Pafos, usually written Paphos in English, (Greek: Πάφος , Páfos; Turkish: Baf) is a coastal town in the south-west of Cyprus. Pafos is the mythical birthplace of Aphrodite, the Greek goddess of love, sex and beauty. In Greco-Roman times it was the island's capital, and it is famous for the remains of the Roman Governor's palace where extensive, fine mosaics are a major tourist attraction. Another famous archaeological site is the Tombs of the Kings. The Apostle Paul visited the town during the 1st century. The town of Paphos is included in the official UNESCO list of cultural and natural treasures of the world's heritage.
Paphos has been inhabited since the Neolithic period. It was founded by King Kinyras in 1400 BC. It was a centre of the cult of Aphrodite and of pre-Hellenic fertility deities. Aphrodite's legendary birthplace was on this island, where her temple was erected by the Myceneans in the 12th century BC. The remains of villas, palaces, theatres, fortresses and tombs mean that the site is of exceptional architectural and historic value. The mosaics of Nea Paphos are among the most beautiful in the world.
Paphos Town Hall ( Source : Aspect of Cyprus)
The port of Paphos was built by Nicocles, the last king of Paphos, at the time of Alexander the Great. It became the capital of the island replacing Salamis during the Hellenistic Period as its masters, the Ptolemies, favoured a location closer to their capital, Alexandria. The Romans retained Pafos as the seat of the Roman Governor. It was here that Apostle Paul converted the Roman Governor of the time, Sergius Paulus, to Christianity. The city contains many catacomb sites dating back to the early Christian period.
Despite its vulnerability to foreign incursions and raids, the city survived through the centuries, retaining an indefinable, legendary charm through the ages. It even survived the devastating earthquake in the 4th century AD.
Paphos, however, was gradually losing much of its attraction as an administrative centre, especially after the Nicosia. The city and its port continued to decline throughout the Middle Ages and Ottoman Rule, as Nicosia, and the port cities of Larnaka and Famagusta were gaining in importance.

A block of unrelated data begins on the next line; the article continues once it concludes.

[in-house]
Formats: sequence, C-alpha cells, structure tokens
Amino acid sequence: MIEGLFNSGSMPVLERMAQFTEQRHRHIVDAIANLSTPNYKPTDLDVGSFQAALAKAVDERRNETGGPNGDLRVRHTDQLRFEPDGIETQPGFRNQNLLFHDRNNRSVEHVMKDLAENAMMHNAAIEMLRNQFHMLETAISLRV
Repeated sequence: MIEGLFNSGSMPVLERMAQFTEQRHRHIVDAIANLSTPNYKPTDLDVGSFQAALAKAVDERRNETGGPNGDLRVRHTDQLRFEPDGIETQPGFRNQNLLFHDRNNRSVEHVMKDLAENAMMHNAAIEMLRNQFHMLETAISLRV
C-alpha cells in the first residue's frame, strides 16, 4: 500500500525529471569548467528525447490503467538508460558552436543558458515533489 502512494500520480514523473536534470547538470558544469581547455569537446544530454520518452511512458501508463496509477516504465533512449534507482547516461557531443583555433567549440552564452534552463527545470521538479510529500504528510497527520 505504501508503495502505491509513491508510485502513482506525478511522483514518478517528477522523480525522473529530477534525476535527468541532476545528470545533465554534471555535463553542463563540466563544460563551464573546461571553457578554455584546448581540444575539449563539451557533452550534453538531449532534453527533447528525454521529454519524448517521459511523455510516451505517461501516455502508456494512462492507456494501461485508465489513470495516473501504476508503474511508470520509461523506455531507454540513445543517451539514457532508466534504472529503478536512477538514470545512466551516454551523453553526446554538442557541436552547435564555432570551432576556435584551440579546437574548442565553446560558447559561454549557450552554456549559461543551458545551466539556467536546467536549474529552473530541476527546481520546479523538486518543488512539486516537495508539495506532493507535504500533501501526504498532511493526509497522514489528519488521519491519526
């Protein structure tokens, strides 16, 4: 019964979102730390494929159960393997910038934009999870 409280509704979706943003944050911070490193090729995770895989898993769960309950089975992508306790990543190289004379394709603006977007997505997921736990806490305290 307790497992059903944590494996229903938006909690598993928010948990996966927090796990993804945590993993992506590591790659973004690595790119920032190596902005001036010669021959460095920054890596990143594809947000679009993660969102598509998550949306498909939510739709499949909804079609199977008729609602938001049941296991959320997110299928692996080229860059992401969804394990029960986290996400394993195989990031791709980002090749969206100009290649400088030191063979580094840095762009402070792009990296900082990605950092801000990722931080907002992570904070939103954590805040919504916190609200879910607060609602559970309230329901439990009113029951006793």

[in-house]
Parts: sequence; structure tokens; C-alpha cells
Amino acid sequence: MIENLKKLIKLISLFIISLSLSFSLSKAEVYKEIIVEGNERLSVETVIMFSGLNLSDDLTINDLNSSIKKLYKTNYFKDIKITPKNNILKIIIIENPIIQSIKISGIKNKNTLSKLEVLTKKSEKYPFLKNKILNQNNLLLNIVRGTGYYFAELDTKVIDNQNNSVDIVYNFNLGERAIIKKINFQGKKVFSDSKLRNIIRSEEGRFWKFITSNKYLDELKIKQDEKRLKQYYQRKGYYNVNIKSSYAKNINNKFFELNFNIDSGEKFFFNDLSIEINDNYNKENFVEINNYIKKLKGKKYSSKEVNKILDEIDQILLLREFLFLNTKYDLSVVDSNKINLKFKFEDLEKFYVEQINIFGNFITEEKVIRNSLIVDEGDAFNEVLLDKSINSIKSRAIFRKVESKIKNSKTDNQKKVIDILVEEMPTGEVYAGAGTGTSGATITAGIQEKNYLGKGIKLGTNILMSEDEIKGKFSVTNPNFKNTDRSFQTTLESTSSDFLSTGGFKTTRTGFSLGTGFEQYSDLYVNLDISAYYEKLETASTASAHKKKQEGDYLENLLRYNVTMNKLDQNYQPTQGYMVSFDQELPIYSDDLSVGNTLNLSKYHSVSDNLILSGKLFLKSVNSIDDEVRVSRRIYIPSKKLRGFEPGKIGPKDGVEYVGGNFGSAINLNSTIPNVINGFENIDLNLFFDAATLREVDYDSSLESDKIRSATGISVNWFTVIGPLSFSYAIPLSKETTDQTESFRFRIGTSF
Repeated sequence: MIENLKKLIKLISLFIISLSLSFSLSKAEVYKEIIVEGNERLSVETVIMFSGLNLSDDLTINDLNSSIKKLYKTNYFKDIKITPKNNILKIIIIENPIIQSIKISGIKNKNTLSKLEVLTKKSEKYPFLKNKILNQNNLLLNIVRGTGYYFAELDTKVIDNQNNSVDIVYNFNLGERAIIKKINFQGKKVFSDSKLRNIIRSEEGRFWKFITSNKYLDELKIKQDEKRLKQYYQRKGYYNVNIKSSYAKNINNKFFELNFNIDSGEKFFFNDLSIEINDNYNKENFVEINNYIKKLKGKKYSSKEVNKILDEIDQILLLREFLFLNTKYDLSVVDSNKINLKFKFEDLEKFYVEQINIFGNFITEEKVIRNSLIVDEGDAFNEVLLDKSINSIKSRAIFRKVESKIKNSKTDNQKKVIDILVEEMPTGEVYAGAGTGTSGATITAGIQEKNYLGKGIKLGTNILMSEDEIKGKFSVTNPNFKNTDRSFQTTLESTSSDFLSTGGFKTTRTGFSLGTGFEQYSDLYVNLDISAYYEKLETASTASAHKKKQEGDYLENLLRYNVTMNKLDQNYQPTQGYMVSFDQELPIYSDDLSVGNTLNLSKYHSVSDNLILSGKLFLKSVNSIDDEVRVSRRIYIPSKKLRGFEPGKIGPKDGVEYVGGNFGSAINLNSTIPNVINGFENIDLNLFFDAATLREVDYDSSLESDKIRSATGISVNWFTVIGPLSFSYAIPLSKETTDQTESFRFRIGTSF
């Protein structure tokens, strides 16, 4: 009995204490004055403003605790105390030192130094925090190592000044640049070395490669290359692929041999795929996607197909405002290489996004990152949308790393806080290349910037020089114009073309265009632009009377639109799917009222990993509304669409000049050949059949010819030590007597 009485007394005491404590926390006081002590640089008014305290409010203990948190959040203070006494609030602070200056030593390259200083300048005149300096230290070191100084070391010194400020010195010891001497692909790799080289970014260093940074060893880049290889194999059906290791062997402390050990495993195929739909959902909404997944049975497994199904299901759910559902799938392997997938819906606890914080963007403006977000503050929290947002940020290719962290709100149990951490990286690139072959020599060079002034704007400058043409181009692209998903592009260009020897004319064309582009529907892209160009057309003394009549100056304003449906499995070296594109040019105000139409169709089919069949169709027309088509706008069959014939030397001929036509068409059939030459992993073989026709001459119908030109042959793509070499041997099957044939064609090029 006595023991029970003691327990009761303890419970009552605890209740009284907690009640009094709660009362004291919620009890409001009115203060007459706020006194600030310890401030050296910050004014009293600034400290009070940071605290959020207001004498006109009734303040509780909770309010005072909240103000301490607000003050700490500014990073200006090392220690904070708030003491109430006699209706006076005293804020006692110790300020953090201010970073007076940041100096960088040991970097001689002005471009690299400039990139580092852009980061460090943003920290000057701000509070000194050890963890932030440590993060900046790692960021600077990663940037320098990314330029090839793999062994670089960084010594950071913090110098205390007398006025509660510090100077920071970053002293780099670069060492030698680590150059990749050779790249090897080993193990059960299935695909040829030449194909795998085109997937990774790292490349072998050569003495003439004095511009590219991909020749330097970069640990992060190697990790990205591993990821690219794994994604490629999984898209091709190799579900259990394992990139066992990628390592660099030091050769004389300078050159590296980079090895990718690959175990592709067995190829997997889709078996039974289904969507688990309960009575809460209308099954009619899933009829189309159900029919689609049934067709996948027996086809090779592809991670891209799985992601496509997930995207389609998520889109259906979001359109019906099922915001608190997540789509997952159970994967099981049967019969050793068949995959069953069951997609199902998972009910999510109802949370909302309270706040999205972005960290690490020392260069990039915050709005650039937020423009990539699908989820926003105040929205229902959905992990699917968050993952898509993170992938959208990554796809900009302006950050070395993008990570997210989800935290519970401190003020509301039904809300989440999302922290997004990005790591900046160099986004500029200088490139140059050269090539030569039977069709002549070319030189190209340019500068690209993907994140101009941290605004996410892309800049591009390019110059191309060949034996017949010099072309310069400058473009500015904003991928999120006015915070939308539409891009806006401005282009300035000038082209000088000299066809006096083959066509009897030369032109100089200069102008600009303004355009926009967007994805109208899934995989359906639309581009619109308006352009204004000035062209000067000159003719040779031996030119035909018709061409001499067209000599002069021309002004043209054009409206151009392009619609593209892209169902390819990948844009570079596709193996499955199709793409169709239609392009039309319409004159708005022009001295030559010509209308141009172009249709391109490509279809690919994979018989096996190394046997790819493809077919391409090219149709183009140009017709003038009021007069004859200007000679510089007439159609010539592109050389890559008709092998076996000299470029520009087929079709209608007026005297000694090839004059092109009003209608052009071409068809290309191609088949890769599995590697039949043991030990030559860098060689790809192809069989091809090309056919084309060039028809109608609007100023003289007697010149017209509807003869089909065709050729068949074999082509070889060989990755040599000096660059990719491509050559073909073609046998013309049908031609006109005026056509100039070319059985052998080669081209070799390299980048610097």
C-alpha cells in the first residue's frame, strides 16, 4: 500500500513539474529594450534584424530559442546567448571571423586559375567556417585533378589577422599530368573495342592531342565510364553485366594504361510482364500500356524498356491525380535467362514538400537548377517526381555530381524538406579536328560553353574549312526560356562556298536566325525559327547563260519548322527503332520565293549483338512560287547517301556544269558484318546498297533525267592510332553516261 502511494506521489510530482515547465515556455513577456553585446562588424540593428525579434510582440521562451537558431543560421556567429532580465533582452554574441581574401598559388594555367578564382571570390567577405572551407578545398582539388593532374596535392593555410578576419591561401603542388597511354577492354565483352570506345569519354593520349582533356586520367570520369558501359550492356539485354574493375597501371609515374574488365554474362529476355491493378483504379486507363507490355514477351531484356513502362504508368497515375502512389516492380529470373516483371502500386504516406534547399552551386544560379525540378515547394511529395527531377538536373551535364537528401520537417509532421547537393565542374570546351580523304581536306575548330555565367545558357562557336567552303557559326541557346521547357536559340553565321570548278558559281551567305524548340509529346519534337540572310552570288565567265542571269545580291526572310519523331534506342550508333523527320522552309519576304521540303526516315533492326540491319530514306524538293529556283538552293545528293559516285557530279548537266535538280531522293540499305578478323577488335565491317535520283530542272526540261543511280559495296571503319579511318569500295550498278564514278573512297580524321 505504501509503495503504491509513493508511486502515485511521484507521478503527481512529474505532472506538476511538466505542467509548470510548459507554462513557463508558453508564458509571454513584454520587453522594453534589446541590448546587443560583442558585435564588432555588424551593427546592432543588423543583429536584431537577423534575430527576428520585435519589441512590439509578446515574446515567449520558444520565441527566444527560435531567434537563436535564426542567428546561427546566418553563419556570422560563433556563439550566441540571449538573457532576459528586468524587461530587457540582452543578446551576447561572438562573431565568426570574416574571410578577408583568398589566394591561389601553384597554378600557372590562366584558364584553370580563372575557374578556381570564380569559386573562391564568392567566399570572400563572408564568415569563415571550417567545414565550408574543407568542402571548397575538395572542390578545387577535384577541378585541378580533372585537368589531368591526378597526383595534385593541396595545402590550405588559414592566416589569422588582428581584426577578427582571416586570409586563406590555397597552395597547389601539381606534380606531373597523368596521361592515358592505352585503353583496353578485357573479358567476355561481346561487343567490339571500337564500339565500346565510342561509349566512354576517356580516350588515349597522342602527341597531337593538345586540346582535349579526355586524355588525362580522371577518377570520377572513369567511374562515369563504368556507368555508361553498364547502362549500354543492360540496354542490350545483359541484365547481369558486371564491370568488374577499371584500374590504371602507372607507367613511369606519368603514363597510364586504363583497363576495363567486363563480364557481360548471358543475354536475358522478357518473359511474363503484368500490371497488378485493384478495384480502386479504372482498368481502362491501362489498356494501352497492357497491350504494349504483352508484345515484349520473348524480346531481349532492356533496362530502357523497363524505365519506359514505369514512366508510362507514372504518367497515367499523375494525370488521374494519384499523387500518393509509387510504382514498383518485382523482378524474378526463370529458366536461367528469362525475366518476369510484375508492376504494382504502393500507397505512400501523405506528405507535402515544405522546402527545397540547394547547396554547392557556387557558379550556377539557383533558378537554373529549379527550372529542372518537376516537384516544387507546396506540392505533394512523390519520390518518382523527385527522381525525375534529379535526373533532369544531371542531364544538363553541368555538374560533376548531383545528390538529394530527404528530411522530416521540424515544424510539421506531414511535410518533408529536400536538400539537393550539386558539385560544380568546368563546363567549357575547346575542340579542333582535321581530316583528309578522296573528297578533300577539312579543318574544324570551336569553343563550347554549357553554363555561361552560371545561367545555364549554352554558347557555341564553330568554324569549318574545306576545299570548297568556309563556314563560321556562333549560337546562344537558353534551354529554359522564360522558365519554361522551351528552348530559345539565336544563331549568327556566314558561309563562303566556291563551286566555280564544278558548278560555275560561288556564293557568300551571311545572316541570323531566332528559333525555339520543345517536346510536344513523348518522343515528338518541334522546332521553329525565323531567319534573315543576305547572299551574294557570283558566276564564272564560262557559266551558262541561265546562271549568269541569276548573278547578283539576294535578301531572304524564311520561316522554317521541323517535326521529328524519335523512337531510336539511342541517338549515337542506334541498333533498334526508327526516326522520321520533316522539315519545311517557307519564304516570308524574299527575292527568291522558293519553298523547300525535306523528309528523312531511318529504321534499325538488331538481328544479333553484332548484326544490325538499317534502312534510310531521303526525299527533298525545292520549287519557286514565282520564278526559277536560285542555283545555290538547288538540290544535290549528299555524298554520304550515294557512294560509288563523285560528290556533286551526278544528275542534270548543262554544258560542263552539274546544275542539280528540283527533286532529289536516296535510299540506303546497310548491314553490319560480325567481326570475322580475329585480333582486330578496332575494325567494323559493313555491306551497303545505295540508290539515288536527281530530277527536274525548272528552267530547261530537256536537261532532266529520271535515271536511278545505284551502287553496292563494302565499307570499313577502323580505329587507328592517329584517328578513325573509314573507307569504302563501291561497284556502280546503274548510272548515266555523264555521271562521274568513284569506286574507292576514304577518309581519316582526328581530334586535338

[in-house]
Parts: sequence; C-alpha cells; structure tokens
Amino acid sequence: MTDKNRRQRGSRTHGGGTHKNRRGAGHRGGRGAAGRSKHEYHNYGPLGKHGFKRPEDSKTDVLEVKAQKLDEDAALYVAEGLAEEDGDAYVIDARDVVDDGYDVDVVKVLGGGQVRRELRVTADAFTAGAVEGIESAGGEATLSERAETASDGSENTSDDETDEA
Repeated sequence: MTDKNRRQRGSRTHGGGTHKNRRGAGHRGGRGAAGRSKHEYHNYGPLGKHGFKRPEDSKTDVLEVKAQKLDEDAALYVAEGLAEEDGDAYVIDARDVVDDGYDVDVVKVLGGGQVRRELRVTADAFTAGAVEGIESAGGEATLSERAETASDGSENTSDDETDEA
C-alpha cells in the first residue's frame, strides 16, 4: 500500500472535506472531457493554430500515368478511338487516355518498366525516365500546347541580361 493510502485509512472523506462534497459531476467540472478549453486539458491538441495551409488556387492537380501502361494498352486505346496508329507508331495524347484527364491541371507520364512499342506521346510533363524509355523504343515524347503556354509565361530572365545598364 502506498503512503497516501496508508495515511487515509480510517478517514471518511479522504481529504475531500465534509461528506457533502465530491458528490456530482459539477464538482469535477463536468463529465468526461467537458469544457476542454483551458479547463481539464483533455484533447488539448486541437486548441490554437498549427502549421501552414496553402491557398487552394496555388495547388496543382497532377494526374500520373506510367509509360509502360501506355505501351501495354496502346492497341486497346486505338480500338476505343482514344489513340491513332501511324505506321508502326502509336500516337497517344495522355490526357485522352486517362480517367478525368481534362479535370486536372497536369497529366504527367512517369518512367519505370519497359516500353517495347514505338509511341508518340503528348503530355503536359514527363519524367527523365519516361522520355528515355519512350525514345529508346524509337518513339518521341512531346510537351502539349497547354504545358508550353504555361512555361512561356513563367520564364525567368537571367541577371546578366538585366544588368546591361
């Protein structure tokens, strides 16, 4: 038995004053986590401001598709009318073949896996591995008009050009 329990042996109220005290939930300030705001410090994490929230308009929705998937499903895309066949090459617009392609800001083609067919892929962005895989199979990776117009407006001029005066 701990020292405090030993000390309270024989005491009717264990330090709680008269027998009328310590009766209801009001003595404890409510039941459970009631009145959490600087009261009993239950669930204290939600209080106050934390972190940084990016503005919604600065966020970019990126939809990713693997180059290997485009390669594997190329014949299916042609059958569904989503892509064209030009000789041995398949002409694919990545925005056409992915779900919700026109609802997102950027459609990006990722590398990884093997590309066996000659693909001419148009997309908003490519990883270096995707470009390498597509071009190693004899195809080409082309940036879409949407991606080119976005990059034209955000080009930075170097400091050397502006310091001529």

The city and district continued to lose population throughout the British colonial period and many of its inhabitants moved to Limassol, Nicosia and overseas. The city and district of Paphos had remained the most underdeveloped part of the island until 1974.
The Turkish invasion and occupation of the major tourist resorts of Kyrenia and Famagusta led to major investments by the government and the private sector in the district of Paphos. There was rapid economic activity in all fields but especially tourism and the district's population stopped shrinking and indeed showed some signs of increasing. The government invested heavily in irrigation dams and water distribution works, road infrastructure and the building of Paphos International Airport while private initiative concentrated in hotel, apartment and villa construction and the entertainment infrastructure.
Turkish Castle of Paphos [Source]
Today Paphos, with a population of about 47.300 (end of 2001), is a popular sea and a fast developing tourist resort, home to an attractive fishing harbour. It is divided into two major quarters - Ktima, on the sea terrace, is the main residential district, and Kato Pafos, by the sea, is built around the mediaeval port and contains most of the luxury hotels and the entertainment infrastructure of the city.
Rauf Denktaş, the long-serving leader of the Turkish Cypriot community of Cyprus, was born here.
Villa in Coral Bay, Paphos
Christine Kondoleon, Domestic and Divine: Roman Mosaics in the House of Dionysos. Ithaca: Cornell University Press, 1994. ISBN 0-8014-3058-5.
Paphos is mentioned in William Shakespeare's The Tempest in Act IV, Scene (i.)
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